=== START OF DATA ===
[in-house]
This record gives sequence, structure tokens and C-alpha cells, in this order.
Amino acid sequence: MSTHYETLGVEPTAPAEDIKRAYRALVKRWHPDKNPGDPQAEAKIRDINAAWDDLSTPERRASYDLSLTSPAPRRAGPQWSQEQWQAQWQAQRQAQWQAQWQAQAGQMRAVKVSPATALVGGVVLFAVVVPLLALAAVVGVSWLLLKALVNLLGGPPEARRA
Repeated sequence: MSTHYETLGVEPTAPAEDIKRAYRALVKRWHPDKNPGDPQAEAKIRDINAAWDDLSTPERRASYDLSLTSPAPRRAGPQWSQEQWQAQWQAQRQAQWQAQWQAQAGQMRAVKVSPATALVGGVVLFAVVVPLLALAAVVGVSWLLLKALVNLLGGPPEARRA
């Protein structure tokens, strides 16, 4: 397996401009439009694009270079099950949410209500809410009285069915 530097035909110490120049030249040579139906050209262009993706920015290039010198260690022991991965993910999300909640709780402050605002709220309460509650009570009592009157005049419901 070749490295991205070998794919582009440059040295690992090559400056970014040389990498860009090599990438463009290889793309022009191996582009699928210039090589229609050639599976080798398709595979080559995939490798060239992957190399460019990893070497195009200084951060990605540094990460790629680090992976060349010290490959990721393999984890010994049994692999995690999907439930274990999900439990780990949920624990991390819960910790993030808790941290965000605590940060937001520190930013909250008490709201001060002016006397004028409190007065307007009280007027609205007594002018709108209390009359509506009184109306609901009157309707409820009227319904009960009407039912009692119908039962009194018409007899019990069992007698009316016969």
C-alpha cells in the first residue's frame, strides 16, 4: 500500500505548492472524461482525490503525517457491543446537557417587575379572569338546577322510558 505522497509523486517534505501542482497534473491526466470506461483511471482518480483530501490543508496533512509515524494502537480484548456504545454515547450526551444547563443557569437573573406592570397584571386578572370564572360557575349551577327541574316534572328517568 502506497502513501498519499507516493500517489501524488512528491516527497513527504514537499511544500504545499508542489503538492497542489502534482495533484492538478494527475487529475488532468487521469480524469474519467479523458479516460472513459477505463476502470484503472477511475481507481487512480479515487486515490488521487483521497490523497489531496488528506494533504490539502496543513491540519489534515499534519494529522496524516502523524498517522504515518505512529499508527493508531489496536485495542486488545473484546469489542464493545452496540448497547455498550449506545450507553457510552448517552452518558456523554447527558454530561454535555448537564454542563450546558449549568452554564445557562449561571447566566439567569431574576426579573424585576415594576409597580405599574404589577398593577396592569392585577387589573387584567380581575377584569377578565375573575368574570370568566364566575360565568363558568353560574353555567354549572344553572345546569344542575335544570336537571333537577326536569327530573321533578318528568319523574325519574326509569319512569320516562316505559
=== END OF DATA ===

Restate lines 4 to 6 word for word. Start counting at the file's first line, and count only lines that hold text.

Repeated sequence: MSTHYETLGVEPTAPAEDIKRAYRALVKRWHPDKNPGDPQAEAKIRDINAAWDDLSTPERRASYDLSLTSPAPRRAGPQWSQEQWQAQWQAQRQAQWQAQWQAQAGQMRAVKVSPATALVGGVVLFAVVVPLLALAAVVGVSWLLLKALVNLLGGPPEARRA
């Protein structure tokens, strides 16, 4: 397996401009439009694009270079099950949410209500809410009285069915 530097035909110490120049030249040579139906050209262009993706920015290039010198260690022991991965993910999300909640709780402050605002709220309460509650009570009592009157005049419901 070749490295991205070998794919582009440059040295690992090559400056970014040389990498860009090599990438463009290889793309022009191996582009699928210039090589229609050639599976080798398709595979080559995939490798060239992957190399460019990893070497195009200084951060990605540094990460790629680090992976060349010290490959990721393999984890010994049994692999995690999907439930274990999900439990780990949920624990991390819960910790993030808790941290965000605590940060937001520190930013909250008490709201001060002016006397004028409190007065307007009280007027609205007594002018709108209390009359509506009184109306609901009157309707409820009227319904009960009407039912009692119908039962009194018409007899019990069992007698009316016969």
C-alpha cells in the first residue's frame, strides 16, 4: 500500500505548492472524461482525490503525517457491543446537557417587575379572569338546577322510558 505522497509523486517534505501542482497534473491526466470506461483511471482518480483530501490543508496533512509515524494502537480484548456504545454515547450526551444547563443557569437573573406592570397584571386578572370564572360557575349551577327541574316534572328517568 502506497502513501498519499507516493500517489501524488512528491516527497513527504514537499511544500504545499508542489503538492497542489502534482495533484492538478494527475487529475488532468487521469480524469474519467479523458479516460472513459477505463476502470484503472477511475481507481487512480479515487486515490488521487483521497490523497489531496488528506494533504490539502496543513491540519489534515499534519494529522496524516502523524498517522504515518505512529499508527493508531489496536485495542486488545473484546469489542464493545452496540448497547455498550449506545450507553457510552448517552452518558456523554447527558454530561454535555448537564454542563450546558449549568452554564445557562449561571447566566439567569431574576426579573424585576415594576409597580405599574404589577398593577396592569392585577387589573387584567380581575377584569377578565375573575368574570370568566364566575360565568363558568353560574353555567354549572344553572345546569344542575335544570336537571333537577326536569327530573321533578318528568319523574325519574326509569319512569320516562316505559